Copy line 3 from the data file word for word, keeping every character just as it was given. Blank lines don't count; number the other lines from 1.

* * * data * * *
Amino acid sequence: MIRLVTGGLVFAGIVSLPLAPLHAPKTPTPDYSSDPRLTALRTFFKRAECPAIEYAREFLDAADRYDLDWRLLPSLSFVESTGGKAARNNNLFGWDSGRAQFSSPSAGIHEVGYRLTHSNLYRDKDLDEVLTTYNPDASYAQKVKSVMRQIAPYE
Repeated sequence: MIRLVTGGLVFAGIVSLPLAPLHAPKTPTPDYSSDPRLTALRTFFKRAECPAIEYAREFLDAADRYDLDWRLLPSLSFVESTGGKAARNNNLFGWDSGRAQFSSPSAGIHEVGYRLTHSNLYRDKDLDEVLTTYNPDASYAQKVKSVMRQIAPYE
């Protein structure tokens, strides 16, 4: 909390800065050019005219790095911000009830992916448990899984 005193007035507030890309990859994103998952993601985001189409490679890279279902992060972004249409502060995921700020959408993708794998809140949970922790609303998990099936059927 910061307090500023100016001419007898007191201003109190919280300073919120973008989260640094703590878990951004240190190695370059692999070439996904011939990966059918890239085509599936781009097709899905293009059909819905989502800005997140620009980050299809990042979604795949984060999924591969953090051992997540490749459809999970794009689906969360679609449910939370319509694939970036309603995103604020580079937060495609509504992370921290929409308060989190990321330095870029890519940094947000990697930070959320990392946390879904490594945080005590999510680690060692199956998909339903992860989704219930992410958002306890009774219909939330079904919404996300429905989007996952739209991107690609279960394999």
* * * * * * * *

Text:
């Protein structure tokens, strides 16, 4: 909390800065050019005219790095911000009830992916448990899984 005193007035507030890309990859994103998952993601985001189409490679890279279902992060972004249409502060995921700020959408993708794998809140949970922790609303998990099936059927 910061307090500023100016001419007898007191201003109190919280300073919120973008989260640094703590878990951004240190190695370059692999070439996904011939990966059918890239085509599936781009097709899905293009059909819905989502800005997140620009980050299809990042979604795949984060999924591969953090051992997540490749459809999970794009689906969360679609449910939370319509694939970036309603995103604020580079937060495609509504992370921290929409308060989190990321330095870029890519940094947000990697930070959320990392946390879904490594945080005590999510680690060692199956998909339903992860989704219930992410958002306890009774219909939330079904919404996300429905989007996952739209991107690609279960394999």